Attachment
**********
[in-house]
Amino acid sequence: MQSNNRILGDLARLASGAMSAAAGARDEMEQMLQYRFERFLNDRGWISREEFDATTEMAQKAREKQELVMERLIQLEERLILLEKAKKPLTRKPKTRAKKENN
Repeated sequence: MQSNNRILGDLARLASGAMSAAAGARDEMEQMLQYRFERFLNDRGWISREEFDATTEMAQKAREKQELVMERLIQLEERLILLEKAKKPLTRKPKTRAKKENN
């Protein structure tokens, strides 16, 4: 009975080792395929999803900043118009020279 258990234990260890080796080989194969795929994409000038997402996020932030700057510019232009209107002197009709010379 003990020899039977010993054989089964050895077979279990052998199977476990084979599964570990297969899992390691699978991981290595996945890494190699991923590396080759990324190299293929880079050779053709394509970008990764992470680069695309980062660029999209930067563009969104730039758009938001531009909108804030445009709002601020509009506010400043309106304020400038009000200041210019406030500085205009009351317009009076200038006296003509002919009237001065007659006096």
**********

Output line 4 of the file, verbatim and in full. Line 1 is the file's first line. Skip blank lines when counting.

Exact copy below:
């Protein structure tokens, strides 16, 4: 009975080792395929999803900043118009020279 258990234990260890080796080989194969795929994409000038997402996020932030700057510019232009209107002197009709010379 003990020899039977010993054989089964050895077979279990052998199977476990084979599964570990297969899992390691699978991981290595996945890494190699991923590396080759990324190299293929880079050779053709394509970008990764992470680069695309980062660029999209930067563009969104730039758009938001531009909108804030445009709002601020509009506010400043309106304020400038009000200041210019406030500085205009009351317009009076200038006296003509002919009237001065007659006096």